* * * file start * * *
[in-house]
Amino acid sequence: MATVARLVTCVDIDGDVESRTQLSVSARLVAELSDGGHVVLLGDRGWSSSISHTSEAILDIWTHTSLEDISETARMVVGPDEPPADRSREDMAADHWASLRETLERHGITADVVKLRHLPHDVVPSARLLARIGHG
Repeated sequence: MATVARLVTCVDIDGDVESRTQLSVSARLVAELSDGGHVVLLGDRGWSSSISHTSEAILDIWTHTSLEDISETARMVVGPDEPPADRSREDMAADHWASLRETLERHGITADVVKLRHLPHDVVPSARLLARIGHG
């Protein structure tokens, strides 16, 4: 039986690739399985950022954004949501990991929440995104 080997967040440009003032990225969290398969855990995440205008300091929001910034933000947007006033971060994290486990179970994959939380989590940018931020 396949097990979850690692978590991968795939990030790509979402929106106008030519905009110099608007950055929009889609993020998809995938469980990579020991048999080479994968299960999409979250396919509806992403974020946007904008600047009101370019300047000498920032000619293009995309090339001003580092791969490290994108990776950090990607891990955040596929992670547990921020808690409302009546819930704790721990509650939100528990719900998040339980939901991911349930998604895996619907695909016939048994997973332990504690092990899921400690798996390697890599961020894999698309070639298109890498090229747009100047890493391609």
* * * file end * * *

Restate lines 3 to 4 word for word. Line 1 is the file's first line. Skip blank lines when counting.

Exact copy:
Repeated sequence: MATVARLVTCVDIDGDVESRTQLSVSARLVAELSDGGHVVLLGDRGWSSSISHTSEAILDIWTHTSLEDISETARMVVGPDEPPADRSREDMAADHWASLRETLERHGITADVVKLRHLPHDVVPSARLLARIGHG
């Protein structure tokens, strides 16, 4: 039986690739399985950022954004949501990991929440995104 080997967040440009003032990225969290398969855990995440205008300091929001910034933000947007006033971060994290486990179970994959939380989590940018931020 396949097990979850690692978590991968795939990030790509979402929106106008030519905009110099608007950055929009889609993020998809995938469980990579020991048999080479994968299960999409979250396919509806992403974020946007904008600047009101370019300047000498920032000619293009995309090339001003580092791969490290994108990776950090990607891990955040596929992670547990921020808690409302009546819930704790721990509650939100528990719900998040339980939901991911349930998604895996619907695909016939048994997973332990504690092990899921400690798996390697890599961020894999698309070639298109890498090229747009100047890493391609």